The first step in telling the rest of this story would be to add
these important facts to your account. By asking what role
you’ve played, you begin to realize how selective your perception
has been. You become aware of how you’ve minimized your own
mistakes while you’ve exaggerated the role of others.
Turn villains into humans. When you find yourself labeling or
otherwise vilifying others, stop and ask:
• Why would a reasonable, rational, and decent person do what
this person is doing?
This particular question humanizes others. As we search for
plausible answers to it, our emotions soften. Empathy often
replaces judgment, and depending upon how we’ve treated oth
ers, personal accountability replaces self-justification.
For instance, that coworker who seems to conveniently miss
out on the tough j obs told you recently that she could see you
were struggling with an important assignment, and yesterday
( while you were tied up on a pressing task) she pitched in and
completed the job for you. You were instantly suspicious. She
W’lS trying to make you look bad by completing a high-profile
jub. Huw dare she prctcnd to be helpful when her real goal was
1 1 4 CRUCIAL CONVERSATIONS
to discredit you while tooting her own hom! Well, that’s the
story you’ve told yourself.
But what if she really were a reasonable, rational, and decent
person? What if she had no motive other than to give you a
hand? Isn’t it a bit early to be vilifying her? And if you do, don’t
you run the risk of ruining a relationship? Might you go off half
cocked, accuse her, and then learn you were wrong?
Our purpose for asking why a reasonable, rational, and decent
person might be acting a certain way is not to excuse others for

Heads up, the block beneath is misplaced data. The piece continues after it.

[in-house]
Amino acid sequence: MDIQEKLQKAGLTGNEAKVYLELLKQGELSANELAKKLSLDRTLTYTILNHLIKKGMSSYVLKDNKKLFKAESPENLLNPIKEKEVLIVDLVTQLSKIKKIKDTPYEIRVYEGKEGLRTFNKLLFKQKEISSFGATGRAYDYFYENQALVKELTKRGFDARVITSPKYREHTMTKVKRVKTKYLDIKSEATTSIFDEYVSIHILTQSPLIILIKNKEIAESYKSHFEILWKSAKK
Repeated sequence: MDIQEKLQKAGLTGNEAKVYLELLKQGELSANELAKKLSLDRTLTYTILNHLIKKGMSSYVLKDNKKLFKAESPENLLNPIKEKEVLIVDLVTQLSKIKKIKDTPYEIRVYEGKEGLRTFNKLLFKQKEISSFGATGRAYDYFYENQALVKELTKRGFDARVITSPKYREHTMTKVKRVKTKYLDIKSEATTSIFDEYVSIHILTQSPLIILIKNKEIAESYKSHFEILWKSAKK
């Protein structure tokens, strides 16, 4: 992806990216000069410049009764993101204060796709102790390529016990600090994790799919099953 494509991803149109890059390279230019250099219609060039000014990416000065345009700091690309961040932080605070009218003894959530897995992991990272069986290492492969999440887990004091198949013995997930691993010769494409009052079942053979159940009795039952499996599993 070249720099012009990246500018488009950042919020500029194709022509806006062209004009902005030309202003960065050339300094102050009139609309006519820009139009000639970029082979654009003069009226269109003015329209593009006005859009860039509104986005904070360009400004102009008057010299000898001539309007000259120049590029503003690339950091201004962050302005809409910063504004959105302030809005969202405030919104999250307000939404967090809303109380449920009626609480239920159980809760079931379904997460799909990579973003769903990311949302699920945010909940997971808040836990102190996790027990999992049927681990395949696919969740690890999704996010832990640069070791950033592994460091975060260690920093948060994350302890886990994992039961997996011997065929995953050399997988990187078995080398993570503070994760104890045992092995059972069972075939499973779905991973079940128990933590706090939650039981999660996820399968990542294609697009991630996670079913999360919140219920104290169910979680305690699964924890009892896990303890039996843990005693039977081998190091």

any bad things they may be doing. If they are, indeed, guilty,
we’ll have time to deal with that later. The purpose of the
humanizing question is to deal with our own stories and emo
tions. It provides us with still another tool for working on our
selves first by providing a variety of possible reasons for the
other person’s behavior.
In fact, with experience and maturity we learn to worry less
about others’ intent and more about the effect others’ actions are
having on us. No longer are we in the game of rooting out
unhealthy motives. And here’s the good news. When we reflect
on alternative motives, not only do we soften our emotions, but
equally important, we relax our absolute certainty long enough
to allow for dialogue-the only reliable way of discovering oth
ers’ genuine motives.
Turn the helpless into the able. Finally, when you catch your
self bemoaning your own helplessness, you can tell the complete
story by returning to your original motive. To do so, stop and ask:
• What do I really want? For me? For others? For the relation
Then, kill the Sucker’s Choice that’s made you feel helpless to
choose anything other than silence or violence. Do this by asking:
• What would I do right now if I really wanted these results?
MASTER MY STORI ES 1 1 5
For example, you now find yourself insulting your coworker
for not pitching in with a tough job. Your coworker seems sur
prised at your strong and “out of the blue” reaction. In fact, she’s
staring at you as if you’ve slipped a cog. You, of course, have told
yourself that she is purposefully avoiding noxious tasks, and that
despite your helpful hints, she has made no changes.
“I have to get brutal,” you tell yourself. “I don’t like it, but if
1 don’t offend her, I’ll be stuck doing the grunt work forever.”
You’ve strayed from what you really want-to share work
equally and to have a good relationship. You’ve given up on half
of your goals by making a Sucker’s Choice. “Oh well, better to
offend her than to be made a fool.”
What should you be doing instead? Openly, honestly, and
effectively discussing the problem-not taking potshots and
then justifying yourself. When you refuse to make yourself help
less, you’re forced to hold yourself accountable for using your
dialogue skills rather than bemoaning your weakness.
MARIA’S NEW STORY
To see how this all fits together, let’s circle back to Maria. Let’s
assume she’s retraced her Path to Action and separated the facts
from the stories. Doing this has helped her realize that the story
she told was incomplete, defensive, and hurtful. When she
watched for the Three Clever Stories, she saw them with painful
clarity. Now she’s ready to tell the rest of the story. So she asks
• Am I pretending not to notice my role in the problem?
“When I found out that Louis was holding project meetings
without me, I felt like I should ask him about why I wasn ‘t
included. I believed that if I did, I could open a dialogue that
would help us work better together. But then I didn ‘t, and as
1 1 6 CRUCIAL CONVERSATIONS
my resentment grew, [ was even less interested in broaching
the subject. ”